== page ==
Singapore: Asian stocks rose on Tuesday after better-than-expected US consumer spending data and a bank merger in Greece offered investors some rare good news about the outlook for indebted developed world economies.
The safe-haven Swiss franc fell as money switched back into riskier assets, pushing up commodity-linked currencies such as the Australian dollar and crude oil.
US consumer spending rose at its fastest pace in five months in July, figures on Monday showed, soothing fears that the world’s biggest economy is sliding back into recession.
Pessimism about the health of the US economy and worries about Europe’s sovereign debt crisis have hammered global stock markets this month, driving MSCI’s All-Country World Index down nearly 15 percent from its May high.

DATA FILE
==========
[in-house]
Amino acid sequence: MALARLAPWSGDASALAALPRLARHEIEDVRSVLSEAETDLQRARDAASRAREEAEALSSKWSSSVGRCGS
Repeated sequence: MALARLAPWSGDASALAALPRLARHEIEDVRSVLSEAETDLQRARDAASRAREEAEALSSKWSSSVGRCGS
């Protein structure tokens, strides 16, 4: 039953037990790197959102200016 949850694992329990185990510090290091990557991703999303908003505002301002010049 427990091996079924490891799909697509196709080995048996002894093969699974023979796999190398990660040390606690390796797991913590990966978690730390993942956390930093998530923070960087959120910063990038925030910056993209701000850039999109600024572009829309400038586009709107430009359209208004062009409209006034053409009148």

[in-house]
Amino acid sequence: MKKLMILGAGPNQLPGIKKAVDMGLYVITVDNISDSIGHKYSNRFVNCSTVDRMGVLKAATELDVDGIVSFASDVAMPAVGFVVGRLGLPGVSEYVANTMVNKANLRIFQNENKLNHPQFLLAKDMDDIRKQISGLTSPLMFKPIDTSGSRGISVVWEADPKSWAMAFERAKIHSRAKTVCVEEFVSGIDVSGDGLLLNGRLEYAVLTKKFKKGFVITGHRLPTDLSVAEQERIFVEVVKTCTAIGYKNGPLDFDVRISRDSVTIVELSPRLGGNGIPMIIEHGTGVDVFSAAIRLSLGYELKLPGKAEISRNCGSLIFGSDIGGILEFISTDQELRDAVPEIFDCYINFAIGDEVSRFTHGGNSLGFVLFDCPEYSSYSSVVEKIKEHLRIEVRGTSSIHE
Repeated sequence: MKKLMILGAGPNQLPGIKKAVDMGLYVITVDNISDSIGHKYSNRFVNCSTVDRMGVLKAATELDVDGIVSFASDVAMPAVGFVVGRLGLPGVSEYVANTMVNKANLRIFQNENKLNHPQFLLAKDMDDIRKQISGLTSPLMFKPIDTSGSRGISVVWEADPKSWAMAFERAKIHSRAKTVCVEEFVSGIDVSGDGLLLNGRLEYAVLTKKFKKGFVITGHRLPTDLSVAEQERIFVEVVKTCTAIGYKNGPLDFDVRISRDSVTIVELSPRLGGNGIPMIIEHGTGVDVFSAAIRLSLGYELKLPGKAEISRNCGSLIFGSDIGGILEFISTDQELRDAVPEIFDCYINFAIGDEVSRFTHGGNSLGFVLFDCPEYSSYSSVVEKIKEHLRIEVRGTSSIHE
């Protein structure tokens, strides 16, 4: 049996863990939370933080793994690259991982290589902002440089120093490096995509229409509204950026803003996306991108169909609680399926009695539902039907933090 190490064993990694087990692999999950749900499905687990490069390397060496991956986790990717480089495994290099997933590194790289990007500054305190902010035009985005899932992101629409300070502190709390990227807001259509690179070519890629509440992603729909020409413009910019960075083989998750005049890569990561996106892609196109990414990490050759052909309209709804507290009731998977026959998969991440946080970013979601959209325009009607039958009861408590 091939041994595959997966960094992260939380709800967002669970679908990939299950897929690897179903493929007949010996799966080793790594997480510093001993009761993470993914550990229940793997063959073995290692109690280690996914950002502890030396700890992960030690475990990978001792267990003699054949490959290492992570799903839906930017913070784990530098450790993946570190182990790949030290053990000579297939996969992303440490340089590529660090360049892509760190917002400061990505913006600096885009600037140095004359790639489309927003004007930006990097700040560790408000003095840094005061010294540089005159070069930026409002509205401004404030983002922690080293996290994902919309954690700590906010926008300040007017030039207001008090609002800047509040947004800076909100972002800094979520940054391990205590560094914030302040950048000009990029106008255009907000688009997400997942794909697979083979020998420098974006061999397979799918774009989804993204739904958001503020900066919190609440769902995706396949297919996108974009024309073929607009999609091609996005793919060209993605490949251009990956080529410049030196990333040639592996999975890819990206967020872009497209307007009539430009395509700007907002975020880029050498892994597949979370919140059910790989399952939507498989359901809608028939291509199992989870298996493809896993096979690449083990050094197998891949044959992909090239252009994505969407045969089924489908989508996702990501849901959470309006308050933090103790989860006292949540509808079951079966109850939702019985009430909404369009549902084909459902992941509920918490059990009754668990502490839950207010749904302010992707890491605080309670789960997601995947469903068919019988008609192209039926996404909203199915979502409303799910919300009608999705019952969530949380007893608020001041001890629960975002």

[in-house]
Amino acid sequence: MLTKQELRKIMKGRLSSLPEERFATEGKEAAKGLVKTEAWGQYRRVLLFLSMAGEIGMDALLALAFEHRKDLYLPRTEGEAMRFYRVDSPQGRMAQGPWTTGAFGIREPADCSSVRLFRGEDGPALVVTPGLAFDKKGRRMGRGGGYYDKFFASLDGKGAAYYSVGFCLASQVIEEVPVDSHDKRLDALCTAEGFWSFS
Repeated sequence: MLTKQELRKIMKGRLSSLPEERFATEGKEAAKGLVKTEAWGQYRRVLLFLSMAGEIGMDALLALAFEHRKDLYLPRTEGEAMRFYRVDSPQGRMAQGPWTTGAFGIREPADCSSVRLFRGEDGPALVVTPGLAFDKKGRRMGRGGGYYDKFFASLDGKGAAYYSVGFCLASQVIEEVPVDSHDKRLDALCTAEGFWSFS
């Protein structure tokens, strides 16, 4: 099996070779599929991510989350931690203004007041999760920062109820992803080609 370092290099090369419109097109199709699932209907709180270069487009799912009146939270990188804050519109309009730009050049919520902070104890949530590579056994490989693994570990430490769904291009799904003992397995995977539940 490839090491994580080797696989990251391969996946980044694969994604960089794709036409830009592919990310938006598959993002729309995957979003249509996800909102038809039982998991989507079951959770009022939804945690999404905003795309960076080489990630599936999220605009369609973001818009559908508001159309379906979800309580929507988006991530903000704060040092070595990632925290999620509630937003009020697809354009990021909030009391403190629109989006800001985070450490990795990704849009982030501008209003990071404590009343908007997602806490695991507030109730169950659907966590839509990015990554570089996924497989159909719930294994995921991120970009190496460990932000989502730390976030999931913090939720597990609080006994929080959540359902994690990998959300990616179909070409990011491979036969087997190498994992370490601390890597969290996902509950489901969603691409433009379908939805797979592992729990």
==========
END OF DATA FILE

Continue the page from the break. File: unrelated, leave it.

Tokyo’s Nikkei rose 1.4% on Tuesday, while MSCI’s broadest index of Asia Pacific shares outside Japan rose 0.7%.
The gains in Asia followed a jump in Wall Street stocks on Monday, when the S&P 500 finished up 2.8%.
European shares had also risen, helped by news that Greek banks Alpha and EFG Eurobank had sealed a merger with help from Qatar, giving a much needed capital boost to a sector battered by the country’s severe debt crisis that has threatened to spread through the euro zone.
The dollar traded around 0.8180 Swiss francs , up around 0.3% on the day, after touching a five-week high of 0.8239 on Monday.
The Australian dollar , which is heavily influenced by expectations of demand for Australia’s resources such as coal and metals, hit a four-week high at $1.0677.
US crude rose 0.4% to $87.62 a barrel, while gold was steady around $1,792 an ounce.